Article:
from The American Heritage® Dictionary of the English Language, 4th Edition
- n. The complex, semifluid, translucent substance that constitutes the living matter of plant and animal cells and manifests the essential life functions of a cell. Composed of proteins, fats, and other molecules suspended in water, it includes the nucleus and cytoplasm.
from Wiktionary, Creative Commons Attribution/Share-Alike License
- n. The entire contents of a cell comprising the nucleus and the cytoplasm. It is a semi-fluid, transparent substance which is the living matter of plant and animal cells.
from the GNU version of the Collaborative International Dictionary of English
- n. The viscid and more or less granular material of vegetable and animal cells, possessed of vital properties by which the processes of nutrition, secretion, and growth go forward; the so-called “ physical basis of life;” the original cell substance, cytoplasm, cytoblastema, bioplasm sarcode, etc.
from The Century Dictionary and Cyclopedia
- n. An albuminoid substance, ordinarily resembling the white of an egg, consisting of carbon, oxygen, nitrogen, and hydrogen in extremely complex and unstable molecular combination, and capable, under proper conditions, of manifesting certain vital phenomena, as spontaneous motion, sensation, assimilation, and reproduction, thus constituting the physical basis of life of all plants and animals; sarcode.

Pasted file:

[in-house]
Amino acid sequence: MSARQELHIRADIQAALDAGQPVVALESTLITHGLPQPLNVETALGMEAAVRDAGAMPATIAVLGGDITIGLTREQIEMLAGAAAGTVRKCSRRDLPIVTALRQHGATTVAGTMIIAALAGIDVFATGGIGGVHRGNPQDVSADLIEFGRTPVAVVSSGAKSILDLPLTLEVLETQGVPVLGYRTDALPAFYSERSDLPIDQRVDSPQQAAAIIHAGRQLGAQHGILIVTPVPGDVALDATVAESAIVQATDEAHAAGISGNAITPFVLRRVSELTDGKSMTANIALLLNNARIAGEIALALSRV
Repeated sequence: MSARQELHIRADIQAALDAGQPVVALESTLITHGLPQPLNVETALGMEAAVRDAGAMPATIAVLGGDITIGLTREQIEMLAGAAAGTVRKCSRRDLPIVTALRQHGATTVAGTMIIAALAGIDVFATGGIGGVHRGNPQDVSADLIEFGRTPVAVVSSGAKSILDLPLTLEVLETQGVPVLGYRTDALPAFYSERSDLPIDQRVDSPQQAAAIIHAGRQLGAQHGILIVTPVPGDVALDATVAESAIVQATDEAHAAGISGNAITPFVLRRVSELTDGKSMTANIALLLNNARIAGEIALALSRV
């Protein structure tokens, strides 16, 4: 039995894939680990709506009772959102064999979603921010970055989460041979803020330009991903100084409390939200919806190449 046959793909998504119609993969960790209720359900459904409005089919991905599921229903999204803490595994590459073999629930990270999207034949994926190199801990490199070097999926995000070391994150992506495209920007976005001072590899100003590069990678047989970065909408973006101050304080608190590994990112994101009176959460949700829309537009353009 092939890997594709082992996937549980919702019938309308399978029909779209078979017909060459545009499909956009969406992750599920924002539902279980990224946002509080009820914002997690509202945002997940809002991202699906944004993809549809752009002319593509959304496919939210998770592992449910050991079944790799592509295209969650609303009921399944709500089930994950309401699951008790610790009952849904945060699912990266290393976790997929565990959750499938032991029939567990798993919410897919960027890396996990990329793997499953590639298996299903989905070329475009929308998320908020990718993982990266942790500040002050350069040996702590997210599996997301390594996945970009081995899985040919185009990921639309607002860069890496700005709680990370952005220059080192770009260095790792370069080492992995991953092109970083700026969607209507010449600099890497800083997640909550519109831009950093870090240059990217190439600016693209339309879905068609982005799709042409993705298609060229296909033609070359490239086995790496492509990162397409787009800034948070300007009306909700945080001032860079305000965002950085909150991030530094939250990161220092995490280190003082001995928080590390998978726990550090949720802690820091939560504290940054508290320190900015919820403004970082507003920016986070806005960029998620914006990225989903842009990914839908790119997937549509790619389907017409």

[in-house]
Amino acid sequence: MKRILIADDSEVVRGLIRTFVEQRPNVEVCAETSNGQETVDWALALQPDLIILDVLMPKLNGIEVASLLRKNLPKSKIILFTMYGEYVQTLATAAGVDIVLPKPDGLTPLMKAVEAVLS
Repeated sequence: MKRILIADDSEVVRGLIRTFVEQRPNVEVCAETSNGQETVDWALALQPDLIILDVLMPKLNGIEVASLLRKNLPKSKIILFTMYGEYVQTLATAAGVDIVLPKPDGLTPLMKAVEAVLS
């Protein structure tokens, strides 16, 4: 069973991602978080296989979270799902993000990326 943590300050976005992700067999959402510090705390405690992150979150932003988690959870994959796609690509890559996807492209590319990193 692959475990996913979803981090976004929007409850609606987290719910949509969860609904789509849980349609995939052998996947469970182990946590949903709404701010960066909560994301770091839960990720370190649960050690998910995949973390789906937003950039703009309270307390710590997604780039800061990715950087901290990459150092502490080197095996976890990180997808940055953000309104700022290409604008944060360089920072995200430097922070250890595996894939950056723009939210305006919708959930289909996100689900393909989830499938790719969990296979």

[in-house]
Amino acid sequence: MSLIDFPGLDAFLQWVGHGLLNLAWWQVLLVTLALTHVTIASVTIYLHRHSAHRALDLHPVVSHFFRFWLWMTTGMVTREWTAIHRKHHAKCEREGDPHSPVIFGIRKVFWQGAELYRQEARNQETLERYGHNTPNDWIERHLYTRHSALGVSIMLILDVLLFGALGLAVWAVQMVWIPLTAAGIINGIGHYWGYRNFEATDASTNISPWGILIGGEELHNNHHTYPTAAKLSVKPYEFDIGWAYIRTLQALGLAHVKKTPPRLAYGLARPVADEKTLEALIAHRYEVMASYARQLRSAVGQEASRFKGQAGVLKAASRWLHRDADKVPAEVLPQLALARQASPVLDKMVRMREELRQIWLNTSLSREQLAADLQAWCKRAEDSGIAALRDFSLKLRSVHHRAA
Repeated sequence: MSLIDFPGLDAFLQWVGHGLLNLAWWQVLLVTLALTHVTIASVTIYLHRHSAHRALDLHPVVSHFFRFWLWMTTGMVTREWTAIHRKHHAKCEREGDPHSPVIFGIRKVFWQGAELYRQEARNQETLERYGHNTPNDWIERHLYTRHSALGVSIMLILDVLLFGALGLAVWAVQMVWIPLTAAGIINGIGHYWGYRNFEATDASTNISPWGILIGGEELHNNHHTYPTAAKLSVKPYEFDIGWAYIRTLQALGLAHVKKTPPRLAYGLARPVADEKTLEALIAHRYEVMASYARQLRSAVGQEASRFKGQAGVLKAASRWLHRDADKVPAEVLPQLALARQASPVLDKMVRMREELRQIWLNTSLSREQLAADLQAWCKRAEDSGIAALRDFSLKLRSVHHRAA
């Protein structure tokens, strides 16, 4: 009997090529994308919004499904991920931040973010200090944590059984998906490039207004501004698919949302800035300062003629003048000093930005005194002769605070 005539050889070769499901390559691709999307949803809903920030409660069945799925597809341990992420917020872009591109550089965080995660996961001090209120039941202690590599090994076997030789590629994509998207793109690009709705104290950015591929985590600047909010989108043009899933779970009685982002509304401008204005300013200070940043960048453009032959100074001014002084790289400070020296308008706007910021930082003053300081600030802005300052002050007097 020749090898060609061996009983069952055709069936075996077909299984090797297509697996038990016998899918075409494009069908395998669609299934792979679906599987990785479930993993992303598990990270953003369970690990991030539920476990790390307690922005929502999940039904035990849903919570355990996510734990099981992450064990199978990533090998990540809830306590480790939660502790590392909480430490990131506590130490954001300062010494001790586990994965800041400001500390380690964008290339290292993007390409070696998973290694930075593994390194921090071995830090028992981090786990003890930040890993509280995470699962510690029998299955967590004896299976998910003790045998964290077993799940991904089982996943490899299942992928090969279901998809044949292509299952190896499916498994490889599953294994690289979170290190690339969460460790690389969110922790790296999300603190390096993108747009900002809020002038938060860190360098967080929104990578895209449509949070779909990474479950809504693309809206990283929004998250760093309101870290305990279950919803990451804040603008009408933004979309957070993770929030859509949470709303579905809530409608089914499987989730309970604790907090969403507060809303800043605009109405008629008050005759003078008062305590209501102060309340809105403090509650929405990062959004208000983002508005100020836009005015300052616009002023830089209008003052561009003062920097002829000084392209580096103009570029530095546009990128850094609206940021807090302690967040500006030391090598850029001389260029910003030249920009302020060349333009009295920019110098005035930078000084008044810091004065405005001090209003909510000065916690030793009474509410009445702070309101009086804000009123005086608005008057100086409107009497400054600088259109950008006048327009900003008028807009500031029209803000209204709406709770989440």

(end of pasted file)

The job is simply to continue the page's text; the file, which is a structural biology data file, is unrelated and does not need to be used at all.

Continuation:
- n. The invisible basis of living substance; the ultimate and true protoplasm as free from all non-living objects. See the extract.
- n. Chemical structure. To chemical examination protoplasm yields large amounts of proteids and of water, as well as some fats, carbohydrates, and mineral substances. Of these the proteids are preëminent in some fundamental phenomena of protoplasm. Whether the ultimate protoplasm is one chemical substance or a mixture of substances is not known. Visible portions of protoplasm are complex and non-homogeneous in most cases and minute contiguous areas give different chemical reactions.
- n. Physical structure. Protoplasm is essentially liquid in many of its active phases, with great differences of viscosity in different areas and in the same area at different times. It often looks like an emulsion and some of its properties S.—68 are comparable with those of colloidal solutions. Assuming electrical charges in protoplasm, such fundamental activities as contraction of muscle and transmission by nerves have found formal explanations.
- n. Deduced biological structure. To explain heredity and some other phenomena of living things, protoplasm has frequently been regarded as made up of units which are generally thought of as ultramicroscopic. Among such units of ultimate protoplasm are the ‘physiological units’ of Herbert Spencer, the ‘gemmules’ of Darwin, the ‘pangens’ of De Vries, the ‘plastidules’ of Haeckel, the ‘biophores’ of Weismann, the ‘micellæ’ of Nägeli, and the ‘plasomes’ of Wiesner. In some cases these units are held to have some of the fundamental attributes of living things. These conceptions afford only formal explanations of certain protoplasmic phenomena.
from WordNet 3.0 Copyright 2006 by Princeton University. All rights reserved.
- n. the substance of a living cell (including cytoplasm and nucleus)
From German Protoplasma, coined by Czech physiologist Johannes Evangelista Purkinje, from Ancient Greek πρῶτος (prōtos, "first") + πλάσμα (plasma, "something molded"). The word was in Late Latin, meaning "first created thing," and may have existed in Medieval Greek in a different sense. (Wiktionary)